Loïs Mailou JonesSep 15th, 2011 | By BHS | Category: Painting & Sculpture
1905-1998 Loïs Mailou Jones was an illustrator, fine artist, and educator who achieved distinction by fusing African and Caribbean influences with American abstraction and modernism. Her artwork is displayed by important museums throughout the world.
Jones was born on November 3, 1905, in Boston, Massachusetts. She was the younger of two children of Thomas Jones and Carolyn Adams. Jones’ mother was a beauty stylist, and her father the superintendent in charge of their apartment building’s maintenance. Determined to better himself and his family’s opportunities, Jones’ father studied to become an attorney, and at age 40, succeeded. From that point on, the family was affluent enough to join the circle of accomplished African Americans who summered at Martha’s Vineyard. Surrounded by artists and intellectuals, Jones began to draw and paint at an early age.
As a teenager, Jones attended Boston’s High School of Practical Arts and took advantage of the city’s network of museums to expand her knowledge and understanding of art history. At age 17, she had a solo exhibition of her watercolor landscape paintings in Martha’s Vineyard. Soon after, Jones entered the School of the Museum of Fine Arts in Boston, where she predominantly studied design and illustration, and graduated in 1927. She followed up by earning a teaching credential with the intention of becoming an art teacher. However, Jones was awarded a scholarship to study design for a year at the Boston Designers Art School, and put her teaching plans on hold.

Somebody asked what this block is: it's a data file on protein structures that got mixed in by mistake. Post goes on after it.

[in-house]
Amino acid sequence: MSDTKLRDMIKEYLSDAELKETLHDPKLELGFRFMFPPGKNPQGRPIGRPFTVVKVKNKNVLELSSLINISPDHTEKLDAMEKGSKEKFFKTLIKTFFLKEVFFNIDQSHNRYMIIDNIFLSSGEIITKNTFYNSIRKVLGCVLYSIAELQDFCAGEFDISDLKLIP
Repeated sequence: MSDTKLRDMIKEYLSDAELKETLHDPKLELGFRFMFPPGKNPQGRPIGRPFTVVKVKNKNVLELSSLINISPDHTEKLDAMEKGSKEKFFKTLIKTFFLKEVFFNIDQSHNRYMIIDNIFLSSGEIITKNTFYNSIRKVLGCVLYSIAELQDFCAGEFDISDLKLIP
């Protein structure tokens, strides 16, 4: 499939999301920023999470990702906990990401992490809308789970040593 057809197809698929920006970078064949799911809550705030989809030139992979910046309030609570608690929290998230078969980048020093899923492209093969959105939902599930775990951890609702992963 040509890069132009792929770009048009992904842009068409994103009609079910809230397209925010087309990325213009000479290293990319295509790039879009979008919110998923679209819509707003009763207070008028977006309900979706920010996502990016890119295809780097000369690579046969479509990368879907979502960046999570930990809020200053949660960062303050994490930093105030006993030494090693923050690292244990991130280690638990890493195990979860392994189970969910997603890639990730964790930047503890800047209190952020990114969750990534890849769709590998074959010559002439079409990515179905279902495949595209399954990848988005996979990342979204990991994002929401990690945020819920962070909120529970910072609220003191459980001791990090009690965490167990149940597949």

While studying design, Jones was drawn to the intricacy and variety of patterns in textiles. She worked closely with textile expert Frank Ludwig, and for the first time, began to draw from an international range of aesthetic influences in creating her own work. Jones capped her scholarship by attending a summer program at Harvard, and found freelance design work with high-end textile manufacturers in New York City. She enjoyed the work but still was pulled toward education. When an opportunity arose to teach at the Alice Freeman Palmer Memorial Institute in Sedalia, North Carolina, Jones took it. For the next two years, she molded the still nascent art department at the all-black campus. In 1930, she accepted a position at Howard University in Washington, DC, where she became a part of the core faculty in the art department.